AskDefine | Define protons

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protons p
  1. Plural of proton

Extensive Definition

| magnetic_moment = 2.792847351(28) μN | magnetic_polarizability = | spin = ½ | isospin = ½ | parity = +1 | condensed_symmetries = I(JP) = ½(½+) }}
In physics, the proton (Greek πρώτον / proton = first) is a subatomic particle with an electric charge of one positive fundamental unit (), a diameter of about (0.00000000000000165 metres) , and a mass of (), or about 1836 times the mass of an electron.


Ernest Rutherford is generally credited with the discovery of the proton. In 1918 Rutherford noticed that when alpha particles were shot into nitrogen gas, his scintillation detectors showed the signatures of hydrogen nuclei. Rutherford determined that the only place this hydrogen could have come from was the nitrogen, and therefore nitrogen must contain hydrogen nuclei. He thus suggested that the hydrogen nucleus, which was known to have an atomic number of 1, was an elementary particle. Prior to Rutherford, Eugene Goldstein had observed canal rays, which were composed of positively charged ions. After the discovery of the electron by J.J. Thomson, Goldstein suggested that since the atom is electrically neutral there must be a positively charged particle in the atom and tried to discover it. He used the "canal rays" observed to be moving against the electron flow in cathode ray tubes. After the electron had been removed from particles inside the cathode ray tube they became positively charged and moved towards the cathode. Most of the charged particles passed through the cathode, it being perforated, and produced a glow on the glass. At this point, Goldstein believed that he had discovered the proton. When he calculated the ratio of charge to mass of this new particle (which in case of the electron was found to be the same for every gas that was used in the cathode ray tube) was found to be different when the gases used were changed. The reason was simple. What Goldstein assumed to be a proton was actually an ion. He gave up his work there, but promised that "he would return." However, he was widely ignored.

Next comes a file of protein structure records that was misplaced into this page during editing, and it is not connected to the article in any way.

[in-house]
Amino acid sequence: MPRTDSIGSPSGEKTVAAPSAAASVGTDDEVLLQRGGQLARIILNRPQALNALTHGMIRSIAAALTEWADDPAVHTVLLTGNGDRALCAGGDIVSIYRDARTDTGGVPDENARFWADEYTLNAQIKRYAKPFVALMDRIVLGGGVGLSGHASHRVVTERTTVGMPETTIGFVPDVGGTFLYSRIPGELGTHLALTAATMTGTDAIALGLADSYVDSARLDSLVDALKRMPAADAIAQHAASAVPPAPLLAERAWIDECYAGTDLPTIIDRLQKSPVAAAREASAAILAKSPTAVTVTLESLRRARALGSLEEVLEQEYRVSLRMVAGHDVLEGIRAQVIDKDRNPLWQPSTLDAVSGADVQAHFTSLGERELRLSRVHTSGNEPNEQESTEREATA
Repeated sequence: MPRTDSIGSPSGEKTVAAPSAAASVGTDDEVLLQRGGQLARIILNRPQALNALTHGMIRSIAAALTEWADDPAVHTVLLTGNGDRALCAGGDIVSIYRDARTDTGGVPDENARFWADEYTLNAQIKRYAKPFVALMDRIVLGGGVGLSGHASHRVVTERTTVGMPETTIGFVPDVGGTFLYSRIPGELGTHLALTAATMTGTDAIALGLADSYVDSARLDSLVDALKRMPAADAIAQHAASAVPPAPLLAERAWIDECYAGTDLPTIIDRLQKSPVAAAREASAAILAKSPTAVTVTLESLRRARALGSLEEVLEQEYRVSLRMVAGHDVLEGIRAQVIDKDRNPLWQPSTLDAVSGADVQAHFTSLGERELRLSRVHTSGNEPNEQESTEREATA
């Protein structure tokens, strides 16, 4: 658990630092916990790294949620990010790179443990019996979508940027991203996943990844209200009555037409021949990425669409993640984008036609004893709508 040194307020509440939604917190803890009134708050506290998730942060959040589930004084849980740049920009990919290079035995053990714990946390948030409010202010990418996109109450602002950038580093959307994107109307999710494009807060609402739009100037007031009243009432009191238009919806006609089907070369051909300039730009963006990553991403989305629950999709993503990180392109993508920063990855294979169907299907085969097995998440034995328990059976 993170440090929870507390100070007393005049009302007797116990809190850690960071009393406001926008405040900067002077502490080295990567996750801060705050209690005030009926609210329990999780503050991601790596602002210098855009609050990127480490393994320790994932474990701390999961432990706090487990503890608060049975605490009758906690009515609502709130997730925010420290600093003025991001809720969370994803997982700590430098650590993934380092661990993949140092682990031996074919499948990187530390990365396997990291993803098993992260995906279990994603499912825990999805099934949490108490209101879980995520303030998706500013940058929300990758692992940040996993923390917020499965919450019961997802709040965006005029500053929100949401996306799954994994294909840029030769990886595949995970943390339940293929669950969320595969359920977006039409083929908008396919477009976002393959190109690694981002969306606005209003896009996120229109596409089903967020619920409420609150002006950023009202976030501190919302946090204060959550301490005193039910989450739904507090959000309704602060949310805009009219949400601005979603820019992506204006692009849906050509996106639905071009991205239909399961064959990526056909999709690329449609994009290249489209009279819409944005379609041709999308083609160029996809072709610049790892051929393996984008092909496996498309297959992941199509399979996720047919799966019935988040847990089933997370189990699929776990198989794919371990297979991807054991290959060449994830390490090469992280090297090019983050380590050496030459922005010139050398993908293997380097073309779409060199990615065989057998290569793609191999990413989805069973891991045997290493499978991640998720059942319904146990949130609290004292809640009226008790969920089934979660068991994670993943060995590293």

Protons are spin −1/2 fermions and are composed of three quarks, making them baryons. The two up quarks and one down quark of the proton are held together by the strong force, mediated by gluons.
Protons and neutrons are both nucleons, which may be bound by the nuclear force into atomic nuclei. The nucleus of the most common isotope of the hydrogen atom is a single proton (it contains no neutrons). The nuclei of heavy hydrogen (deuterium and tritium) contain neutrons. All other types atoms are composed of two or more protons and various numbers of neutrons. The number of protons in the nucleus determines the chemical properties of the atom and thus which chemical element is represented; it is the number of both neutrons and protons in a nuclide which determine the particular isotope of an element.


The antiparticle of the proton is the antiproton. It was discovered in 1955 by Emilio Segrè and Owen Chamberlain, for which they were awarded the 1959 Nobel Prize in Physics.